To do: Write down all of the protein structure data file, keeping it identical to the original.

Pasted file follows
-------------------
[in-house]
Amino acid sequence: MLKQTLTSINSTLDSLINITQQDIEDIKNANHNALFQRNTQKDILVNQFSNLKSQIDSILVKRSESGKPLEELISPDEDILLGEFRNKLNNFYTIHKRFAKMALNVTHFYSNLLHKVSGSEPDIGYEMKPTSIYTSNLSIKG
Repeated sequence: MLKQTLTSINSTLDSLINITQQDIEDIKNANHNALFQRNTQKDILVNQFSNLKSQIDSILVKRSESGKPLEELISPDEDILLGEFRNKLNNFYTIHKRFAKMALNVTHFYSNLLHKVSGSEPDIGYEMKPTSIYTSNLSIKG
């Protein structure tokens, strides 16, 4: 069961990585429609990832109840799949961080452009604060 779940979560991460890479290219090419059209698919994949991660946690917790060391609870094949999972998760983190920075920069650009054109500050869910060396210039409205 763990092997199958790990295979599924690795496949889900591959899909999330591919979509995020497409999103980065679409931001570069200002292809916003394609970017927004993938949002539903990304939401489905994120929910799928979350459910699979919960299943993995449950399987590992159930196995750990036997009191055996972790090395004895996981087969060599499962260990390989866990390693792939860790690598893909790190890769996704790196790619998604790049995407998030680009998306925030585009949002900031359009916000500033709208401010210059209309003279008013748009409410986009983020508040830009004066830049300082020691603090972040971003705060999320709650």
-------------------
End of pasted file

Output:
[in-house]
Amino acid sequence: MLKQTLTSINSTLDSLINITQQDIEDIKNANHNALFQRNTQKDILVNQFSNLKSQIDSILVKRSESGKPLEELISPDEDILLGEFRNKLNNFYTIHKRFAKMALNVTHFYSNLLHKVSGSEPDIGYEMKPTSIYTSNLSIKG
Repeated sequence: MLKQTLTSINSTLDSLINITQQDIEDIKNANHNALFQRNTQKDILVNQFSNLKSQIDSILVKRSESGKPLEELISPDEDILLGEFRNKLNNFYTIHKRFAKMALNVTHFYSNLLHKVSGSEPDIGYEMKPTSIYTSNLSIKG
């Protein structure tokens, strides 16, 4: 069961990585429609990832109840799949961080452009604060 779940979560991460890479290219090419059209698919994949991660946690917790060391609870094949999972998760983190920075920069650009054109500050869910060396210039409205 763990092997199958790990295979599924690795496949889900591959899909999330591919979509995020497409999103980065679409931001570069200002292809916003394609970017927004993938949002539903990304939401489905994120929910799928979350459910699979919960299943993995449950399987590992159930196995750990036997009191055996972790090395004895996981087969060599499962260990390989866990390693792939860790690598893909790190890769996704790196790619998604790049995407998030680009998306925030585009949002900031359009916000500033709208401010210059209309003279008013748009409410986009983020508040830009004066830049300082020691603090972040971003705060999320709650």